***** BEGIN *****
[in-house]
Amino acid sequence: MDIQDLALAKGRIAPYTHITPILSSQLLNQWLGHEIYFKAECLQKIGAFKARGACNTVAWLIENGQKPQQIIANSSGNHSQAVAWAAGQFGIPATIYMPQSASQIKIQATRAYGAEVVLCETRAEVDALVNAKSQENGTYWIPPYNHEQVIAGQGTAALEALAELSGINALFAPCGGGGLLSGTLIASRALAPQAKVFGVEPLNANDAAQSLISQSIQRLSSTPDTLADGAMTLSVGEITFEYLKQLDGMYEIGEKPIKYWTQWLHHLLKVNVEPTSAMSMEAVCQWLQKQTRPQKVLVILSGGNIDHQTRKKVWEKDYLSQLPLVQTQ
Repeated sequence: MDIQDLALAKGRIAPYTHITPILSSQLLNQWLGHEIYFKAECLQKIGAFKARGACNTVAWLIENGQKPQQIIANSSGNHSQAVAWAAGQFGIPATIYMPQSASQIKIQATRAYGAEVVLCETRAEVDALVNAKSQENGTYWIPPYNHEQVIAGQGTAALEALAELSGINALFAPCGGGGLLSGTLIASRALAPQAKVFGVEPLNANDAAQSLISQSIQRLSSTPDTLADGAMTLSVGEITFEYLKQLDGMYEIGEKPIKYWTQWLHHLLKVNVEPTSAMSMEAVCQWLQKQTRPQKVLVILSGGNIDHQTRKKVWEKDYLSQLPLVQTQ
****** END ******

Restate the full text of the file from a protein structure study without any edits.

[in-house]
Amino acid sequence: MDIQDLALAKGRIAPYTHITPILSSQLLNQWLGHEIYFKAECLQKIGAFKARGACNTVAWLIENGQKPQQIIANSSGNHSQAVAWAAGQFGIPATIYMPQSASQIKIQATRAYGAEVVLCETRAEVDALVNAKSQENGTYWIPPYNHEQVIAGQGTAALEALAELSGINALFAPCGGGGLLSGTLIASRALAPQAKVFGVEPLNANDAAQSLISQSIQRLSSTPDTLADGAMTLSVGEITFEYLKQLDGMYEIGEKPIKYWTQWLHHLLKVNVEPTSAMSMEAVCQWLQKQTRPQKVLVILSGGNIDHQTRKKVWEKDYLSQLPLVQTQ
Repeated sequence: MDIQDLALAKGRIAPYTHITPILSSQLLNQWLGHEIYFKAECLQKIGAFKARGACNTVAWLIENGQKPQQIIANSSGNHSQAVAWAAGQFGIPATIYMPQSASQIKIQATRAYGAEVVLCETRAEVDALVNAKSQENGTYWIPPYNHEQVIAGQGTAALEALAELSGINALFAPCGGGGLLSGTLIASRALAPQAKVFGVEPLNANDAAQSLISQSIQRLSSTPDTLADGAMTLSVGEITFEYLKQLDGMYEIGEKPIKYWTQWLHHLLKVNVEPTSAMSMEAVCQWLQKQTRPQKVLVILSGGNIDHQTRKKVWEKDYLSQLPLVQTQ